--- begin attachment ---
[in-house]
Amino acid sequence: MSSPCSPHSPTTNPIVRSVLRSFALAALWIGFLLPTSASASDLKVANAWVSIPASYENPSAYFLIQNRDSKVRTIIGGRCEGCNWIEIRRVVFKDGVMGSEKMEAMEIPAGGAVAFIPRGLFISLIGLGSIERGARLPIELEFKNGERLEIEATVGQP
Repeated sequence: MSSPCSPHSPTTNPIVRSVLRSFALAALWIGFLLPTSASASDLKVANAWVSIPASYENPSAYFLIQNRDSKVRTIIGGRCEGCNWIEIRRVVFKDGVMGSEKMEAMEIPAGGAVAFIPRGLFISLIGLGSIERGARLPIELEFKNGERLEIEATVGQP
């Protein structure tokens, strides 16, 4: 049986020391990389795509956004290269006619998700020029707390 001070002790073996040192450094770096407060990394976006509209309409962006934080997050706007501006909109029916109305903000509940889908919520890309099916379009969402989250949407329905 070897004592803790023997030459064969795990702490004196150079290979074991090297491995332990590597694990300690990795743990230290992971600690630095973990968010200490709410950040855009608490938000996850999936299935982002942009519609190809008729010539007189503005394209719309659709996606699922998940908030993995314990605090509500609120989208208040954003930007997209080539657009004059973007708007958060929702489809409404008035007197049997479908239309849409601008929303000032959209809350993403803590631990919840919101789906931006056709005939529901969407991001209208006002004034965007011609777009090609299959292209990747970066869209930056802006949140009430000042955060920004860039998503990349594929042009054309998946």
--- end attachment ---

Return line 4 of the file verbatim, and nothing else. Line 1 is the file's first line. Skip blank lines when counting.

């Protein structure tokens, strides 16, 4: 049986020391990389795509956004290269006619998700020029707390 001070002790073996040192450094770096407060990394976006509209309409962006934080997050706007501006909109029916109305903000509940889908919520890309099916379009969402989250949407329905 070897004592803790023997030459064969795990702490004196150079290979074991090297491995332990590597694990300690990795743990230290992971600690630095973990968010200490709410950040855009608490938000996850999936299935982002942009519609190809008729010539007189503005394209719309659709996606699922998940908030993995314990605090509500609120989208208040954003930007997209080539657009004059973007708007958060929702489809409404008035007197049997479908239309849409601008929303000032959209809350993403803590631990919840919101789906931006056709005939529901969407991001209208006002004034965007011609777009090609299959292209990747970066869209930056802006949140009430000042955060920004860039998503990349594929042009054309998946």